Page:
In a real war, intelligence and information are the most important elements of a successful strategy, because on them depends an army’s ability to move.  In market warfare, competitive research, knowledge, and analysis are your intelligence agents.  Take your steps one at a time, and as quietly as possible.  There’s only one reason to shout to the enemy that you’re throwing down your sword, and that’s to lure him out into the open so you can blow him away with your new cannon.

Rule 6 – Don’t let the enemy gain momentum.

This is a concept that we’re all pretty familiar with form our experiences with sports or other games.  Energy is a function of momentum.  Energy fuels the will to win.  In Tug of War, if you let the other team pull you too long and too far in their direction, they then benefit from what is known in psychology as the goal gradient. The opposite is true also.  An enemy making no progress gets demoralized.  A demoralized enemy is much easier to beat.  For every inch you’re pulled in the wrong direction, pull the other team two inches back!  Energy increases as you near the finish.  Take advantage of it by channeling all of your strength into that winning tug!

Rule 7 – Don’t let the enemy see you sweat.

Finally, even when you are in critical stages of near defeat, it is clearly in the leader’s best interests to look cool, assured, and filled with boundless reserve energy for the fight.  Never let a shark smell blood.  Never let the other team see you struggling to hang on.  The same is true for a competitor.  Remember that in any fiscal period, somebody at the competitor’s office has the decisional authority to decide what resources they will continue to risk in the battle for your leading position.  Rarely is there absolutely no money left, all credit used.  There is always more for the person who has the courage to risk it.  If you look tired, or in any way not up to the fight, they will decide to pursue you with renewed vigor, and that decision will directly affect the resources needed to defend yourself.  Send the kind of clear messages that discourage would-be competition.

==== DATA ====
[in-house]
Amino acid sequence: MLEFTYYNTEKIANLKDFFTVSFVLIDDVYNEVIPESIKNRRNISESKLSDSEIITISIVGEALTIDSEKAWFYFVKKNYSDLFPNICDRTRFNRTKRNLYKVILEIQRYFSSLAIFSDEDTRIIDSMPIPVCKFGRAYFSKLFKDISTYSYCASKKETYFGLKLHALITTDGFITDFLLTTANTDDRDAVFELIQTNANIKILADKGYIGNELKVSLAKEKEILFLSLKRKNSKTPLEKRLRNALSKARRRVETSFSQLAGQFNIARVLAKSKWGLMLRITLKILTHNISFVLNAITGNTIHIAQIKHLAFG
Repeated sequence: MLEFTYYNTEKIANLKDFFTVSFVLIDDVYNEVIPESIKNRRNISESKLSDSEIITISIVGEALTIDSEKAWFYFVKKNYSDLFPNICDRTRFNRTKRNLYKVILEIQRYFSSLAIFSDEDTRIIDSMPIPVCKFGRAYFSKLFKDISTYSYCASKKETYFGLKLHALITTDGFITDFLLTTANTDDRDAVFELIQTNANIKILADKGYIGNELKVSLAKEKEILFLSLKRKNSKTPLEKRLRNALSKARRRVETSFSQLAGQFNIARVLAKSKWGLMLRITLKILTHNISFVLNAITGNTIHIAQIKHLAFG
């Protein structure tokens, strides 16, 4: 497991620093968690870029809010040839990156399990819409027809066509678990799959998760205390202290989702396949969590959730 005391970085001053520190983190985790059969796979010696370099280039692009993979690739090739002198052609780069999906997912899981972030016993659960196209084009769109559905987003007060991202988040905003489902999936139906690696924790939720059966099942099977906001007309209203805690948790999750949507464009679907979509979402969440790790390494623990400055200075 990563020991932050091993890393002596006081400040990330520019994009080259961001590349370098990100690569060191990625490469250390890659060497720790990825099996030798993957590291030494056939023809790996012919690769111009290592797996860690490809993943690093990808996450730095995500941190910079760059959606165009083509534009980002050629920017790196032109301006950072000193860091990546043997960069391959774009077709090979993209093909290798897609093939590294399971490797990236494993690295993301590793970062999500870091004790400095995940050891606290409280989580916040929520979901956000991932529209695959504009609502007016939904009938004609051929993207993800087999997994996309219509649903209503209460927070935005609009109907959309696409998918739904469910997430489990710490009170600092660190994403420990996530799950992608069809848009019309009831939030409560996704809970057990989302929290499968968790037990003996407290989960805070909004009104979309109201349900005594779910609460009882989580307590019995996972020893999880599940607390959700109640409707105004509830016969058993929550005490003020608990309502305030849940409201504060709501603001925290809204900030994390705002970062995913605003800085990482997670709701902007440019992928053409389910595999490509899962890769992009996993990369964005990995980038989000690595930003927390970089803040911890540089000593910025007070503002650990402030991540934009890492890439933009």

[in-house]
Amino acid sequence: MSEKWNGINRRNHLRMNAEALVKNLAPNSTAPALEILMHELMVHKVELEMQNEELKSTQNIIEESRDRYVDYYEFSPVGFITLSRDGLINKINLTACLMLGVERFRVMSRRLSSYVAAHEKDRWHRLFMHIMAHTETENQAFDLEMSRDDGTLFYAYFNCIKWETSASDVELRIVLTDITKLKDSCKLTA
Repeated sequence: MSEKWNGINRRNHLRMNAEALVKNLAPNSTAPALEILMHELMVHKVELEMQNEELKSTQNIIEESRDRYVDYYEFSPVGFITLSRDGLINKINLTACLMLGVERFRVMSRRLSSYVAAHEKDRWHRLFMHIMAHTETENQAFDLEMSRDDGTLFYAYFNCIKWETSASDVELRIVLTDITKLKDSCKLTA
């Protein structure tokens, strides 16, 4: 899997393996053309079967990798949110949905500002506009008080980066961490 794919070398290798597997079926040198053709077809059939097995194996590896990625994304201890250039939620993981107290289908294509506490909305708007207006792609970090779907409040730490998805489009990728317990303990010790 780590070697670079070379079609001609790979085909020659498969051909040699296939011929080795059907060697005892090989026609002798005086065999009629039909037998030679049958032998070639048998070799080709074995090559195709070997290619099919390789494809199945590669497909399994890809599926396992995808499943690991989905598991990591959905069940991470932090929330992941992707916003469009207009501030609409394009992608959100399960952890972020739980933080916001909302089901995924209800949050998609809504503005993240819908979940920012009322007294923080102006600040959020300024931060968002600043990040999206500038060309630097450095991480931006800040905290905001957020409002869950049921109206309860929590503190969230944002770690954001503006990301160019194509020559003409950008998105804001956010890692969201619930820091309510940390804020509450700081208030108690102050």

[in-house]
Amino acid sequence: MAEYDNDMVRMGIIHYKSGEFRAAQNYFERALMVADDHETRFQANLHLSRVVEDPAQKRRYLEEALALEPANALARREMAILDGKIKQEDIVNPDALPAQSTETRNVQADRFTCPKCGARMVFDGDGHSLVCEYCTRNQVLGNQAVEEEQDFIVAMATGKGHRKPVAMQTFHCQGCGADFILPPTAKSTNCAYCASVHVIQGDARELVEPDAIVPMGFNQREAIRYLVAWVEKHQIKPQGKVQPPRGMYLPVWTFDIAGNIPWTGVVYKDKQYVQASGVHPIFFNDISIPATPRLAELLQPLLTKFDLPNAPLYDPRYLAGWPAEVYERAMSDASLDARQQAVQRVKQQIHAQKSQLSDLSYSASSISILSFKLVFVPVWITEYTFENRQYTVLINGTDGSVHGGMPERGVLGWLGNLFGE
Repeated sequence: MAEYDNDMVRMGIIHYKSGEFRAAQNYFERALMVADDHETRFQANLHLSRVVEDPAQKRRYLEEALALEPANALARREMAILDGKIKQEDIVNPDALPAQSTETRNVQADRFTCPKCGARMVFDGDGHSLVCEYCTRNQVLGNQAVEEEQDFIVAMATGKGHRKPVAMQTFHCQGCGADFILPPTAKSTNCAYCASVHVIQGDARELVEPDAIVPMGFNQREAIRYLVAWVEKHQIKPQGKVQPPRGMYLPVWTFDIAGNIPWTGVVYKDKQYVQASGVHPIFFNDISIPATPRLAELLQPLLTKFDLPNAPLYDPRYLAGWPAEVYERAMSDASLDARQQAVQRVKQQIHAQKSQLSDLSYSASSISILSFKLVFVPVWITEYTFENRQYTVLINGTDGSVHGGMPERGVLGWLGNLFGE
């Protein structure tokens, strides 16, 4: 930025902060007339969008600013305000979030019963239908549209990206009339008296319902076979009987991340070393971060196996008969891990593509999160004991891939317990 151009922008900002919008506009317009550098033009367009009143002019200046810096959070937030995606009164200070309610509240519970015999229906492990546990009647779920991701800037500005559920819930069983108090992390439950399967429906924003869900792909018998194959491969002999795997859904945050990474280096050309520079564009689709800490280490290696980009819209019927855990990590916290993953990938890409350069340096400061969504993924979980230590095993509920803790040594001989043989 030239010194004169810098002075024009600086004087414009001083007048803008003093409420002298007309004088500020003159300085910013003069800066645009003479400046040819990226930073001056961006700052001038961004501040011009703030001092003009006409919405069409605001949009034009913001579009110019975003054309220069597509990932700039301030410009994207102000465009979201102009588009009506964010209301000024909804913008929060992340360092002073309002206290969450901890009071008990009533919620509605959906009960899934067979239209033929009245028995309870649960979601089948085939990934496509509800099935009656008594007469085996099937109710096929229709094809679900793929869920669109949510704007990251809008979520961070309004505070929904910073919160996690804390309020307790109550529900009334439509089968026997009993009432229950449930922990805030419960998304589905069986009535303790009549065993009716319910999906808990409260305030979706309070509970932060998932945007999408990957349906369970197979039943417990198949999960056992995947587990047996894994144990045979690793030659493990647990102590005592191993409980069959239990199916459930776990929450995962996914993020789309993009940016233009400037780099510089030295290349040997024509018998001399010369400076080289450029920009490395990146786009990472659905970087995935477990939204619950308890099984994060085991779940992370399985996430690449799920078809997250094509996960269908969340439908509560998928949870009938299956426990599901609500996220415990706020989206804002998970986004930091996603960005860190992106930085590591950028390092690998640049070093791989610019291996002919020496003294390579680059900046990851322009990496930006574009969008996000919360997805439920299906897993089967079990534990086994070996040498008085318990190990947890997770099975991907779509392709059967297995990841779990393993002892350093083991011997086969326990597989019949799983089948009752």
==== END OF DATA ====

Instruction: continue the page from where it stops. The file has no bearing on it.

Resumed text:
Marketing is a war – a Tug of War.  It’s a little bit of pull and yield, a little bit of give and take… the secret is to always pull and take more than you yield or give, and that requires a sound strategy.  I hope these rules serve you as well as they’ve served me.  Hold on to the rope, get a good foothold, keep your eye on the other team, and pull with all your might!

Tami Siewruk is the founder and Chief Imagination Officer of Multifamilypro, Inc.  For more information on Multifamilypro’s products, and events, please visit